Stephen J. Schueler, M.D.

Overview

Eyes are Red 75 Causes

The freeMD virtual doctor has found 75 conditions that can cause Eyes are Red.

Mouse over to view each condition's most common symptoms

There are 19 common conditions that can cause Eyes are Red.
  1. Allergic Conjunctivitis
  2. Allergic Reactions
  3. Allergic Rhinitis
  4. Allergy
  5. Ant Bites
  6. Bacterial Conjunctivitis
  7. Bee Sting
  8. Chemical Conjunctivitis
  9. Conjunctivitis
  10. Eye Contusion
  11. Eye Foreign Body
  12. Food Allergies
  13. Food Reactions
  14. Insect Bite
  15. Keratoconjunctivitis
  16. Stye
  17. Venereal Disease in Males
  18. Venereal Disease
  19. Viral Conjunctivitis
There are 8 somewhat common conditions that can cause Eyes are Red.
  1. Acne Rosacea
  2. Drug Allergy
  3. Entropion
  4. Eye Injury
  5. Grave's Disease
  6. Herpangina
  7. Mononucleosis
  8. Purulent Rhinitis
There are 12 uncommon conditions that can cause Eyes are Red.
  1. Acanthamoeba Infection
  2. Acute Glaucoma
  3. Anaphylaxis
  4. Ankylosing Spondylitis
  5. Aspirin Allergy
  6. Crohn's Disease
  7. Erythema Multiforme
  8. Peanut Allergy
  9. Pterygium
  10. Rheumatoid Arthritis
  11. Ultraviolet Keratitis
  12. Uveitis
There are 36 rare conditions that can cause Eyes are Red.
  1. Agammaglobulinemia
  2. Autonomic Hyperreflexia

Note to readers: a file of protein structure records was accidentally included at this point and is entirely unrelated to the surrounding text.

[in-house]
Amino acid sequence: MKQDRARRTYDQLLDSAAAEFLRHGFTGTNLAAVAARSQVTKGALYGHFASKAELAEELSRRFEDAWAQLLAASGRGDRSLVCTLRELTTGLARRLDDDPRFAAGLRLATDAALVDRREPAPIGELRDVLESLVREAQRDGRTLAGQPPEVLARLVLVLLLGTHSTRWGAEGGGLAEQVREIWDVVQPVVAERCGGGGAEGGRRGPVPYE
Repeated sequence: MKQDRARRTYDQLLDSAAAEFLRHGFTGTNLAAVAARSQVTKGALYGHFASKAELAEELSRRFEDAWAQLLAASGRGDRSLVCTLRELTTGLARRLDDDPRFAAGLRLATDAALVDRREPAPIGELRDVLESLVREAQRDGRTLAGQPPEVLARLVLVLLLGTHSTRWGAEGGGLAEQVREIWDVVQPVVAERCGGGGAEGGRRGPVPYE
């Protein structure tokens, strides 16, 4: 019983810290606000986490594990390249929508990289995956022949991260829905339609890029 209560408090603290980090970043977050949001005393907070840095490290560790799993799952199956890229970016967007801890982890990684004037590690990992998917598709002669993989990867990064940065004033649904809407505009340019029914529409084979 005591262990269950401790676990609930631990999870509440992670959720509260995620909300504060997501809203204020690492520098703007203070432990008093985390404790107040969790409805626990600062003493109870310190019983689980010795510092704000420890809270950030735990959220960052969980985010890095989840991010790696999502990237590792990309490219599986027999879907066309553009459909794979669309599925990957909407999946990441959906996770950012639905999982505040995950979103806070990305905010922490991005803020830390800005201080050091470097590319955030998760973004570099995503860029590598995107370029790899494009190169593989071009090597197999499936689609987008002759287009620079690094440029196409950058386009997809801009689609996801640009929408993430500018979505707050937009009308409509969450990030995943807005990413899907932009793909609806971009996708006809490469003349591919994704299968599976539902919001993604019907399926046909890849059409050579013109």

3. Behcet's Syndrome
  4. Blowout Fracture of the Orbit
  5. Boutonneuse Fever
  6. Congo Hemorrhagic Fever
  7. Discoid Lupus
  8. Drug Induced Lupus
  9. Ebola Hemorrhagic Fever
  10. Hyphema
  11. Juvenile Rheumatoid Arthritis
  12. Kawasaki Disease
  13. Leptospirosis
  14. Lupus
  15. Measles
  16. Nasolacrimal Stenosis
  17. Periorbital Cellulitis
  18. Reiter's Syndrome
  19. Relapsing Polychondritis
  20. Retinoblastoma
  21. Rubella
  22. Ruptured Globe
  23. Sarcoidosis
  24. Scurvy
  25. Sjogren's Syndrome
  26. Stevens Johnson Syndrome
  27. Sulfite Sensitivity
  28. Toxic Epidermal Necrolysis
  29. Toxic Shock Syndrome
  30. Trichinosis
  31. Tularemia
  32. Ulcerative Colitis
  33. Vitreous Hemorrhage
  34. Wegener's Granulomatosis
  35. Whooping Cough
  36. Yellow Fever

Last Updated: Sep 20, 2010 References
Authors: Stephen J. Schueler, MD; John H. Beckett, MD; D. Scott Gettings, MD
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References
  1. Ferri's Clinical Advisor, Fred F. Ferri - 2007
  2. Griffith's 5-Minute Clinical Consult, Mark Dambro - 2006
  3. Harrison's Principles of Internal Medicine, Anthony S. Fauci, Eugene Braunwald, Dennis L. Kasper, Stephen L. Hauser, Dan L. Longo, J. Larry Jameson, Joseph Loscalzo - 2008
  4. Emergency medicine: a comprehensive study guide; Judith E. Tintinalli, Gabor D. Kelen, J. Stephan Stapczynski - 2004
  5. Nelson textbook of pediatrics, Robert Kliegman, Richard E. Behrman, Waldo Emerson Nelson - 2007

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